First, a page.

October 3, 2017
from the United States District Court for the Eastern
District of Wisconsin. No. 15-CV-1115 - Nancy Joseph,
Kanne, Rovner, and Sykes, Circuit Judges.
ROVNER, Circuit Judge.
Gerstner challenges the denial of her application for
disability insurance benefits and supplemental security
income. An administrative law judge found that she was
severely impaired by anxiety bipolar disorder, panic
disorder, depression, and fibromyalgia, and that these
impairments were not disabling. Gerstner contends that the
ALJ erred in assigning too little weight to her treating
psychiatrist's opinions and in discrediting her com-
plaints of fibromyalgia pain. We vacate the judgment and
was 27 when she applied for disability benefits and
supplemental security income, alleging an onset date of May
2011. Her mental impairments manifested during her high
school years. She was admitted to a psychiatric hospital at
15 and has been treated with psychiatric and counseling
services. Because of anxiety, she was home schooled; she
later transferred to a high school where she received her
degree by learning mostly on a computer by herself. She then
worked as an assistant manager at Blockbuster for five years
but quit abruptly after experiencing what she described as a
"mental breakdown." She moved on to work at another
retail store in a managerial position that required fewer
skills than her previous job, but quit after six months
because she experienced another breakdown. Since May 2011,
Gerstner has remained unemployed.
mid-2011 and mid-2012, Gerstner was treated six times by Dr.
Stephen Callaghan, M.D., a psychiatrist at Psychiatric
Treatment Services of Racine. In those visits, Dr. Callaghan,
who had treated Gerstner since 2006, diagnosed her with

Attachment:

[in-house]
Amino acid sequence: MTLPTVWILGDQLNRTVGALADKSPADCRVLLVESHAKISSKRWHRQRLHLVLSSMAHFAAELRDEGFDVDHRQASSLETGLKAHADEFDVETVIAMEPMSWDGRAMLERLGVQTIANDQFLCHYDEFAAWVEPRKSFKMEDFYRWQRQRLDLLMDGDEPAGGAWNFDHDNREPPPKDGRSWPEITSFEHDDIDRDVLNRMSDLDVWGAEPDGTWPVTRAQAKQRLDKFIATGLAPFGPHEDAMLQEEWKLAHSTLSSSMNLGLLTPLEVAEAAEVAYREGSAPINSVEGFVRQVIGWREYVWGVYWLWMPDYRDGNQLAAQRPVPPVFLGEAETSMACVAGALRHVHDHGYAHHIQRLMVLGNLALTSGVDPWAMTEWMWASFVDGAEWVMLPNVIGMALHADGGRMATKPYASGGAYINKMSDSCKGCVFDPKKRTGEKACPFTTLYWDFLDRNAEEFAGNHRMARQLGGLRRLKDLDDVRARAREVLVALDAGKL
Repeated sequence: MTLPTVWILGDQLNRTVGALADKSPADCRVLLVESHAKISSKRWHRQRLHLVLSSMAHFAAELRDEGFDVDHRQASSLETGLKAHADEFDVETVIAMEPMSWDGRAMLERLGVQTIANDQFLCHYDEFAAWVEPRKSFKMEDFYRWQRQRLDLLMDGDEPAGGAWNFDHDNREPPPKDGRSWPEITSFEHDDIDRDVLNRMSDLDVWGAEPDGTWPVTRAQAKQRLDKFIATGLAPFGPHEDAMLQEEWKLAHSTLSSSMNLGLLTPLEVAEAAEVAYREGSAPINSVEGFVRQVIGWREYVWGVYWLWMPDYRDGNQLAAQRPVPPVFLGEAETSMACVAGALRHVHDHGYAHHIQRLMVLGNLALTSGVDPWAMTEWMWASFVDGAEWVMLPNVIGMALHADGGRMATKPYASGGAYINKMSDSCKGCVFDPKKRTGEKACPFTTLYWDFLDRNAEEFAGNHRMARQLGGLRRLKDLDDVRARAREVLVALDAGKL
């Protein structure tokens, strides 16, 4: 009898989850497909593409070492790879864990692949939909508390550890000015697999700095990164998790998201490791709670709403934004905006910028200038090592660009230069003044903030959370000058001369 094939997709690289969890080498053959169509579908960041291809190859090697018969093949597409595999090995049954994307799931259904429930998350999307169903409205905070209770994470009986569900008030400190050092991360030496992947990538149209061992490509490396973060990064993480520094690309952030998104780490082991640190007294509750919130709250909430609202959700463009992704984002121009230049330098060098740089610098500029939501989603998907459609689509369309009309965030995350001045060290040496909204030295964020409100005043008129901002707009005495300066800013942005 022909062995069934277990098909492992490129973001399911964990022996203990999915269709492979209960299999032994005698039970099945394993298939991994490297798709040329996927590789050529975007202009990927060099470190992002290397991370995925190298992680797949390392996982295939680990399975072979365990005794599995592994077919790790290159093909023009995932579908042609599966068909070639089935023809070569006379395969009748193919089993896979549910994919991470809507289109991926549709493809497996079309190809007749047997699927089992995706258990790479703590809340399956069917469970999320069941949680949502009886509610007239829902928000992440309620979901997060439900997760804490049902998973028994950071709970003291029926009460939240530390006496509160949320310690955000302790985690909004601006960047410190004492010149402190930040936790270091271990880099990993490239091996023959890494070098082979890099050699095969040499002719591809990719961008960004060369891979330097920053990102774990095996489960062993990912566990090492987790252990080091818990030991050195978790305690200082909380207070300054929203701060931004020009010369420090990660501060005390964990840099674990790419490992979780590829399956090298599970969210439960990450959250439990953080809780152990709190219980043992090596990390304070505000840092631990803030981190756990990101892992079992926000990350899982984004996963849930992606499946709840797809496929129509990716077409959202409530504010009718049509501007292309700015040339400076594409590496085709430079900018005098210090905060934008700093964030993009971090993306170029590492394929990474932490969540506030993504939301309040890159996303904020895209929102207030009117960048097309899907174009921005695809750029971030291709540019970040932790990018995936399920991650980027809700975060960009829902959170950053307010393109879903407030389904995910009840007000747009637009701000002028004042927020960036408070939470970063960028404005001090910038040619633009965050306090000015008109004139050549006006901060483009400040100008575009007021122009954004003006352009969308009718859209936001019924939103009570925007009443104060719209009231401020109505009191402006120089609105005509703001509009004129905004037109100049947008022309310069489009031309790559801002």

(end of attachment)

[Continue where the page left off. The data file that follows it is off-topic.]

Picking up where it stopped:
generalized anxiety disorder, depression, and attention
deficit disorder. He prescribed Xanax and other medications,
and he frequently adjusted the dosages. But Dr. Callaghan
also noted that Gerstner appeared euthymic (non-depressed)
with normal affect.
connection with Gerstner's application for benefits, Dr.
Callaghan completed a form assessment of Gerstner's
mental health in mid-2012 and opined that she was extreme- ly
limited socially and at work. He noted that since 2010
Gerstner's mental health had deteriorated, and he
estimated that on average she could work only two to three
hours per day and likely would miss work seven days per
month. In response to a series of questions about
"social adjustments/' he checked boxes indicating
that she had marked-to-extreme limitations behaving in an
emotionally stable manner, relating predictably in social
situations, and demonstrating reliability. He supported this
assessment with findings that she periodically felt suicidal
and homicidal, had major problems with social relations, and
would withdraw from stressful situations and not be able to
function. On another part of the form, in a section related
to "occupational adjustments, " he checked boxes
reflecting that Gerstner had marked-to-extreme limitations in
her ability to deal with work stresses and moderate-to-marked
limits in maintaining attention- findings that he based on
her severe anxiety, depression, and problems "handling